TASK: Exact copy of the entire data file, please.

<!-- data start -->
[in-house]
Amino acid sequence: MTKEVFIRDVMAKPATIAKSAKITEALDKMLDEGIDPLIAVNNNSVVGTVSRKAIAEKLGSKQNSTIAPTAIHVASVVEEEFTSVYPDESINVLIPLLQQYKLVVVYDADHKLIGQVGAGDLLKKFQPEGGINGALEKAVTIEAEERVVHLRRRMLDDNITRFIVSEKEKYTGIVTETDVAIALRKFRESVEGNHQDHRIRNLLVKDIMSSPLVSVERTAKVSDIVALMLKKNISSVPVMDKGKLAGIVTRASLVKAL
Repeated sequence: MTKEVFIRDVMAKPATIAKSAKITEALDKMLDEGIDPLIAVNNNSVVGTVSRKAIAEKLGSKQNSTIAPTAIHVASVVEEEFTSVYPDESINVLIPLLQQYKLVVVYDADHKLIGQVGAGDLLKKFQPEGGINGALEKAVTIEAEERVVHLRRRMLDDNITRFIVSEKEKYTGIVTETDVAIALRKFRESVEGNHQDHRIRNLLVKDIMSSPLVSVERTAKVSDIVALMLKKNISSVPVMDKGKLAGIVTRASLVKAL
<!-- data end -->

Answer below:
[in-house]
Amino acid sequence: MTKEVFIRDVMAKPATIAKSAKITEALDKMLDEGIDPLIAVNNNSVVGTVSRKAIAEKLGSKQNSTIAPTAIHVASVVEEEFTSVYPDESINVLIPLLQQYKLVVVYDADHKLIGQVGAGDLLKKFQPEGGINGALEKAVTIEAEERVVHLRRRMLDDNITRFIVSEKEKYTGIVTETDVAIALRKFRESVEGNHQDHRIRNLLVKDIMSSPLVSVERTAKVSDIVALMLKKNISSVPVMDKGKLAGIVTRASLVKAL
Repeated sequence: MTKEVFIRDVMAKPATIAKSAKITEALDKMLDEGIDPLIAVNNNSVVGTVSRKAIAEKLGSKQNSTIAPTAIHVASVVEEEFTSVYPDESINVLIPLLQQYKLVVVYDADHKLIGQVGAGDLLKKFQPEGGINGALEKAVTIEAEERVVHLRRRMLDDNITRFIVSEKEKYTGIVTETDVAIALRKFRESVEGNHQDHRIRNLLVKDIMSSPLVSVERTAKVSDIVALMLKKNISSVPVMDKGKLAGIVTRASLVKAL